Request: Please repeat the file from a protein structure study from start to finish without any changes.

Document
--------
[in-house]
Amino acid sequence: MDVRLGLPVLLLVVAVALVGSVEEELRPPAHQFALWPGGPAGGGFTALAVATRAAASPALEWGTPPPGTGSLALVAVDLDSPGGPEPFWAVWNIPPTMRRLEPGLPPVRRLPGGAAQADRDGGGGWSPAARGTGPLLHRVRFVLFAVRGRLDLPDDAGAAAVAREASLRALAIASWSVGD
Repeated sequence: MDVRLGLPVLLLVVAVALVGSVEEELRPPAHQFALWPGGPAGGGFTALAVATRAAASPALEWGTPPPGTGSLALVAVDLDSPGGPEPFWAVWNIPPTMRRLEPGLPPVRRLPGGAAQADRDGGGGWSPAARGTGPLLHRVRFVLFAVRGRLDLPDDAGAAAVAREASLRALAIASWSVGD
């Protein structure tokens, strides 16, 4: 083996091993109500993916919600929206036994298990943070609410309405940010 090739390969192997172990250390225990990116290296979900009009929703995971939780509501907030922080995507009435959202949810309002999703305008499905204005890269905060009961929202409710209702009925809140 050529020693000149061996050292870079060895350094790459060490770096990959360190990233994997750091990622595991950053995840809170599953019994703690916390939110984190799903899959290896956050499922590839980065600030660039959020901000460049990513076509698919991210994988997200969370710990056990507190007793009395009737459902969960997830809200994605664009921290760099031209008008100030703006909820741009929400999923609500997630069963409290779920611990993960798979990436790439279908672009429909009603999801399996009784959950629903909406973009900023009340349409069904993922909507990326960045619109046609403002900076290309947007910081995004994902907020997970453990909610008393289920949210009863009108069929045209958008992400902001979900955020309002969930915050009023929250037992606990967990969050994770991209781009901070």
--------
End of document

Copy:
[in-house]
Amino acid sequence: MDVRLGLPVLLLVVAVALVGSVEEELRPPAHQFALWPGGPAGGGFTALAVATRAAASPALEWGTPPPGTGSLALVAVDLDSPGGPEPFWAVWNIPPTMRRLEPGLPPVRRLPGGAAQADRDGGGGWSPAARGTGPLLHRVRFVLFAVRGRLDLPDDAGAAAVAREASLRALAIASWSVGD
Repeated sequence: MDVRLGLPVLLLVVAVALVGSVEEELRPPAHQFALWPGGPAGGGFTALAVATRAAASPALEWGTPPPGTGSLALVAVDLDSPGGPEPFWAVWNIPPTMRRLEPGLPPVRRLPGGAAQADRDGGGGWSPAARGTGPLLHRVRFVLFAVRGRLDLPDDAGAAAVAREASLRALAIASWSVGD
């Protein structure tokens, strides 16, 4: 083996091993109500993916919600929206036994298990943070609410309405940010 090739390969192997172990250390225990990116290296979900009009929703995971939780509501907030922080995507009435959202949810309002999703305008499905204005890269905060009961929202409710209702009925809140 050529020693000149061996050292870079060895350094790459060490770096990959360190990233994997750091990622595991950053995840809170599953019994703690916390939110984190799903899959290896956050499922590839980065600030660039959020901000460049990513076509698919991210994988997200969370710990056990507190007793009395009737459902969960997830809200994605664009921290760099031209008008100030703006909820741009929400999923609500997630069963409290779920611990993960798979990436790439279908672009429909009603999801399996009784959950629903909406973009900023009340349409069904993922909507990326960045619109046609403002900076290309947007910081995004994902907020997970453990909610008393289920949210009863009108069929045209958008992400902001979900955020309002969930915050009023929250037992606990967990969050994770991209781009901070």